2. Jesse says:

    Hi Jay,

    Thanks for these thoughts. I really enjoyed this post, as I have so many of yours over the years. I think there is another benefit to tying your own flies that is an extension of your comment to “Be proud of this fly.” I think that when we tie our own flies, and fish them, we come to *love* them, and there are a few practical, fishing benefits to that.

    In the book The Inner Game of Tennis, by Timothy Gallwey, he talks about loving the ball as a form of concentration. He says that when you come to love the object, you pay more attention it, how it’s moving, how you hit it, where it goes, etc. When we create our own flies, we become attached to them. We care about how they look, think about how they will fish, don’t want to lose them; we come to love them. And when we love them, we pay more attention to them.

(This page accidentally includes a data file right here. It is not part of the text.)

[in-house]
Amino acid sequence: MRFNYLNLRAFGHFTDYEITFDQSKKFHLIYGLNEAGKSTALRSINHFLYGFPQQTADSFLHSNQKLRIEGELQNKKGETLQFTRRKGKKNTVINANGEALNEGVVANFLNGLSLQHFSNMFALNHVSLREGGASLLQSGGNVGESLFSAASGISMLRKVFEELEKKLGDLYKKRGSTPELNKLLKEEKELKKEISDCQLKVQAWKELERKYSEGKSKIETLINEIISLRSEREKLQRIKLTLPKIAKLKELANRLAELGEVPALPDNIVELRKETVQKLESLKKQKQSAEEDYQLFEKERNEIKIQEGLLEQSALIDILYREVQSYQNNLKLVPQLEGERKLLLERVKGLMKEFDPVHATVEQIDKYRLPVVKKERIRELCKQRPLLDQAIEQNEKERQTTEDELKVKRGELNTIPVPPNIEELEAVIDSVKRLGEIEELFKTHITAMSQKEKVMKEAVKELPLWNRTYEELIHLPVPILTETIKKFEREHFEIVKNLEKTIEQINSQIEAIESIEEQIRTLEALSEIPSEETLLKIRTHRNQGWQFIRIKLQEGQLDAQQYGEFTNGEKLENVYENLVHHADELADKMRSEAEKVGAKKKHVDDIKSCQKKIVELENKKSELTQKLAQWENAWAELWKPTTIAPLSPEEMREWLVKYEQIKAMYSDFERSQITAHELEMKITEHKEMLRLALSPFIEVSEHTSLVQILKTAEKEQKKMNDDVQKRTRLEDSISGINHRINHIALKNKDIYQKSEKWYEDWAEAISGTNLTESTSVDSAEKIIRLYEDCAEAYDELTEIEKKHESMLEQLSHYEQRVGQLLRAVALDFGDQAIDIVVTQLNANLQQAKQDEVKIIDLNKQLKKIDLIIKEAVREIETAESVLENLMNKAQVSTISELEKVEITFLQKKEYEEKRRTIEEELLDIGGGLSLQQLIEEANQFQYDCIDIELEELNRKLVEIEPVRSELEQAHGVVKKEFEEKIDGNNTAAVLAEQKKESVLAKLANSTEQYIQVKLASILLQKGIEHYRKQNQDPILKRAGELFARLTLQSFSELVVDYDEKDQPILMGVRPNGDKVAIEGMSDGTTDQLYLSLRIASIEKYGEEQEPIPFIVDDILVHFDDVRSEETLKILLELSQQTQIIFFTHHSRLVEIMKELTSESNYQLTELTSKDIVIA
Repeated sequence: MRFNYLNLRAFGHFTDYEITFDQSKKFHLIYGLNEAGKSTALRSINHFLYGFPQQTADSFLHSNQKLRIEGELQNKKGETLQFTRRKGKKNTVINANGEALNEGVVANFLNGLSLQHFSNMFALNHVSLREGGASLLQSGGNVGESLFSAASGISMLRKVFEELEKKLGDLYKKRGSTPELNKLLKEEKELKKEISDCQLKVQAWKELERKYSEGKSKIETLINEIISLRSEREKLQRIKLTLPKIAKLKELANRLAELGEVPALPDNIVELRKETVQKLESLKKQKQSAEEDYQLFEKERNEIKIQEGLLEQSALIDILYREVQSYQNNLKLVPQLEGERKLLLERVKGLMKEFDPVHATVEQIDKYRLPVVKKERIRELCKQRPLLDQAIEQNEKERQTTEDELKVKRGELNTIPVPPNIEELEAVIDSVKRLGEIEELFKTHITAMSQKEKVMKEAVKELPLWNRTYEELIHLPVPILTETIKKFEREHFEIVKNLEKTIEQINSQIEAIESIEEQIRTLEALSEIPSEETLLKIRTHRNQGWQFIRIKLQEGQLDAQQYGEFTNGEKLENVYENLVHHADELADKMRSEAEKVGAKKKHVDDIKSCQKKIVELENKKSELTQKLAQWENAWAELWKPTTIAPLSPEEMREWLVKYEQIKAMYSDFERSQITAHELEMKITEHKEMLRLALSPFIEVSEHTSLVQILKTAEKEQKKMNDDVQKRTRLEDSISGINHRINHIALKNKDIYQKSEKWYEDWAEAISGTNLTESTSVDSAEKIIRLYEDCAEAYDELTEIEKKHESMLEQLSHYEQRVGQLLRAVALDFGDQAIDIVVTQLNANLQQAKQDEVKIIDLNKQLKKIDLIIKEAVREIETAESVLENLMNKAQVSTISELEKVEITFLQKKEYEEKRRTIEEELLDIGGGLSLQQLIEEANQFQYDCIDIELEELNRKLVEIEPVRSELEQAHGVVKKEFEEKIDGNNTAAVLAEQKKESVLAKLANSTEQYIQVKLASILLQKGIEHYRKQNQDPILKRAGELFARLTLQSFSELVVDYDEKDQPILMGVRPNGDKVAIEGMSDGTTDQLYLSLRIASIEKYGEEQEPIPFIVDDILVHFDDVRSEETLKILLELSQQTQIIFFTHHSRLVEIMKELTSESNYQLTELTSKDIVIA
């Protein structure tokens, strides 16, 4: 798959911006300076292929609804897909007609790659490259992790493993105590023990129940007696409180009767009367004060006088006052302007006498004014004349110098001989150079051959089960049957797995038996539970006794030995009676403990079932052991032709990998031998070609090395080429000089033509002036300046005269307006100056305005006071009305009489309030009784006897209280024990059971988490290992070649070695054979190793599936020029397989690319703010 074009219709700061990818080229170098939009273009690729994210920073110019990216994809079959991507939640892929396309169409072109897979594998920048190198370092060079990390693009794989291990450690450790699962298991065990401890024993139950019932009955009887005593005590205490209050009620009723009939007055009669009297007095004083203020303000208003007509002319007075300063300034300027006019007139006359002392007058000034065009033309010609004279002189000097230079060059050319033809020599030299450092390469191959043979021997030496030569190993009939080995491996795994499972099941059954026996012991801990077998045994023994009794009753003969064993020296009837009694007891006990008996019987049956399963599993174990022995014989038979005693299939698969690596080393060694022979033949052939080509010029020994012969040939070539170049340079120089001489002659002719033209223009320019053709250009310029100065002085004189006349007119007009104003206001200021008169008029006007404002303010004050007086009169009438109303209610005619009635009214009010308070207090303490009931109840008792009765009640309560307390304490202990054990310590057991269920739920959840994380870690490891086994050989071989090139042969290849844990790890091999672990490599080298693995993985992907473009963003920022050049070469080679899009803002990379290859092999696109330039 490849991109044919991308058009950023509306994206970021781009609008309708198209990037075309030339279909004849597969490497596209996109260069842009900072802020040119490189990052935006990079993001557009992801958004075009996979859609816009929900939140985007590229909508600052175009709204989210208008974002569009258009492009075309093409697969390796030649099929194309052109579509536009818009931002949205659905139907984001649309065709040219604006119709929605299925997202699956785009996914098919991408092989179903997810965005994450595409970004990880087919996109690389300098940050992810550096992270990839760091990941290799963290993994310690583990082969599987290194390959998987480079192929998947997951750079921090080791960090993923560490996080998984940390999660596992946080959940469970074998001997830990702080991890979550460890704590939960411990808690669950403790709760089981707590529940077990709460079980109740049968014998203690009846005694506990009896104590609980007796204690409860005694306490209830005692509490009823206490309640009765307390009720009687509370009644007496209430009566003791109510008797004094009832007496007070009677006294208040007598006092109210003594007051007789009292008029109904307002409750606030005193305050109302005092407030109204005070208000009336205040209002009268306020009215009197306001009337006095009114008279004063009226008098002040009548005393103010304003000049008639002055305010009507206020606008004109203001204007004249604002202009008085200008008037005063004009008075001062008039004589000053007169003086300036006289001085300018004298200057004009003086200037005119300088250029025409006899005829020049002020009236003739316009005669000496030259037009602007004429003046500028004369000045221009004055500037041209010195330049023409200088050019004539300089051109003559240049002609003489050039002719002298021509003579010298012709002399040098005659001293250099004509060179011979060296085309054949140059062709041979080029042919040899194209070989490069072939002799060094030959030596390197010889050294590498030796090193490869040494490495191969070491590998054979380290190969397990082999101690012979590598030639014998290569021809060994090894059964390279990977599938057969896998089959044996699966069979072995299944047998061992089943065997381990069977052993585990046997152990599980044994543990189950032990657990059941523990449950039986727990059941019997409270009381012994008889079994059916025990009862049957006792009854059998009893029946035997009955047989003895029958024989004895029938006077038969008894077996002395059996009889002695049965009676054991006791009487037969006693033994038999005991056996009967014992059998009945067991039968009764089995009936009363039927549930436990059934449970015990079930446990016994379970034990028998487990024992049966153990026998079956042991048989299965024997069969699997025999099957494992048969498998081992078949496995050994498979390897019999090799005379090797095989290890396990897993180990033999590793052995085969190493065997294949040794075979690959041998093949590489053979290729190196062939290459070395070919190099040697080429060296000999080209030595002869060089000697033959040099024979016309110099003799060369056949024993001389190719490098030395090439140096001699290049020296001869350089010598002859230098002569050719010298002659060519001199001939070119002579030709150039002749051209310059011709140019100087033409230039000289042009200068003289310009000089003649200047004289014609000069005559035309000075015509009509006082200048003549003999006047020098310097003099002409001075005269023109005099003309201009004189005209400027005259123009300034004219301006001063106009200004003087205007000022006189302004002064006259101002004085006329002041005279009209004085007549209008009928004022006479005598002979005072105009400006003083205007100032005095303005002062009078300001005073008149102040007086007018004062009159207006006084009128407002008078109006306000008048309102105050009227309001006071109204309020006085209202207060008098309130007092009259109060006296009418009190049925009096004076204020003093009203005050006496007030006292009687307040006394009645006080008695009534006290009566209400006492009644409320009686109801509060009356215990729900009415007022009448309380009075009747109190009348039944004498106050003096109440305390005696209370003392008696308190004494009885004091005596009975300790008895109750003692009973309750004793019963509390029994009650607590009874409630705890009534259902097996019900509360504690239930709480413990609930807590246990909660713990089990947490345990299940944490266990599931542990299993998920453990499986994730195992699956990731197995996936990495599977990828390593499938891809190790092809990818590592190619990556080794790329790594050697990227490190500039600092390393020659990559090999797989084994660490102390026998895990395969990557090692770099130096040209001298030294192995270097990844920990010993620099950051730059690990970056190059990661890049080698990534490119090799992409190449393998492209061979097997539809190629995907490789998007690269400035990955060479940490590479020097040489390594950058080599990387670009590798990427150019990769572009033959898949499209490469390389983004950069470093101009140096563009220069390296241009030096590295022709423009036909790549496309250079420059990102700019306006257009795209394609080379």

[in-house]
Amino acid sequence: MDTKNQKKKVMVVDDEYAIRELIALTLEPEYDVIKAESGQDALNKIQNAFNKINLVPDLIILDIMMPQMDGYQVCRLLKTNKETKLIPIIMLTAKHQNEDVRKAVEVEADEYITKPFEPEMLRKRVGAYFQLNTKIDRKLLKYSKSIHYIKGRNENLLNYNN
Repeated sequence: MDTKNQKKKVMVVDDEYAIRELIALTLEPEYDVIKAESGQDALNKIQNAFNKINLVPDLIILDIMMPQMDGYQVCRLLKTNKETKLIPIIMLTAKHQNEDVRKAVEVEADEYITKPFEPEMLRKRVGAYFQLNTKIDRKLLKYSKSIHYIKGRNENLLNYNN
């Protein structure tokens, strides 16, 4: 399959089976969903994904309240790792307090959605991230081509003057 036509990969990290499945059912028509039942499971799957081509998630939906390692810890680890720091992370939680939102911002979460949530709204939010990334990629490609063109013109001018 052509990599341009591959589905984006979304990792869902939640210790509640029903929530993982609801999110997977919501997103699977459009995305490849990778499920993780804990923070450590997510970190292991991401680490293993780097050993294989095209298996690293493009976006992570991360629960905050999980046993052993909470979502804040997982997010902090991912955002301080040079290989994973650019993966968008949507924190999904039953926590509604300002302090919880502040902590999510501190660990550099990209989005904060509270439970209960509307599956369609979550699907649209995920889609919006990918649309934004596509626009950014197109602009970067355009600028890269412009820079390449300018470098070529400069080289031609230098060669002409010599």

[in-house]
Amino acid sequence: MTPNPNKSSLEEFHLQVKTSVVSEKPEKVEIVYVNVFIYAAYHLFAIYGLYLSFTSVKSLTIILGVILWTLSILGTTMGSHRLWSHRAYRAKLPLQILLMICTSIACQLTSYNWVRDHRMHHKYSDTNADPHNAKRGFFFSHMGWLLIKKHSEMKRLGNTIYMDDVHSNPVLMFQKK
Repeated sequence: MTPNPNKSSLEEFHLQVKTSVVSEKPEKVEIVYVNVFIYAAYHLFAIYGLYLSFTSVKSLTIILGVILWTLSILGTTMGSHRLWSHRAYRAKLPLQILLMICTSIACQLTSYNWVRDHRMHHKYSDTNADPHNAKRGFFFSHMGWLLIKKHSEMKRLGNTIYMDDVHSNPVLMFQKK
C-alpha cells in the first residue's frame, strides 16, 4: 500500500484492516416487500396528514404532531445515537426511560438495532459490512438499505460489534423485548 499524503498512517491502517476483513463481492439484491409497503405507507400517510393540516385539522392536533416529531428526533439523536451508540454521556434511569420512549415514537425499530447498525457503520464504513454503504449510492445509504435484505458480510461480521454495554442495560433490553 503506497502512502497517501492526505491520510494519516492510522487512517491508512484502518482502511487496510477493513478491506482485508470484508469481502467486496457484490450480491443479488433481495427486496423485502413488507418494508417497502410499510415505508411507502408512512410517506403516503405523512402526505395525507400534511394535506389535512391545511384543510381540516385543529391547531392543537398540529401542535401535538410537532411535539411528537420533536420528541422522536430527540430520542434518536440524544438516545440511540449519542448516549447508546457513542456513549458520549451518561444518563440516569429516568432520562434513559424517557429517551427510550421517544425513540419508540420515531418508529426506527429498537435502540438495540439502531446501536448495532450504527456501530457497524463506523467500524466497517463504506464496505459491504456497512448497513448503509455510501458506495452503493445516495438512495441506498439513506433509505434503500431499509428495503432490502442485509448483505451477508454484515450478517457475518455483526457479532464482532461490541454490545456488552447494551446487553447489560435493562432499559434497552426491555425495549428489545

This is helpful when fishing because we’re more aware of where the fly is, and what it’s doing. Anchor placement, turnover, presentation… these are all elements in fly fishing where an acute awareness of the fly is critical. If we fish a fly that we tied, and therefore pay more attention to it, I think we cast and fish better.

    Thanks again for the great post. Keep ’em coming!

    All the best,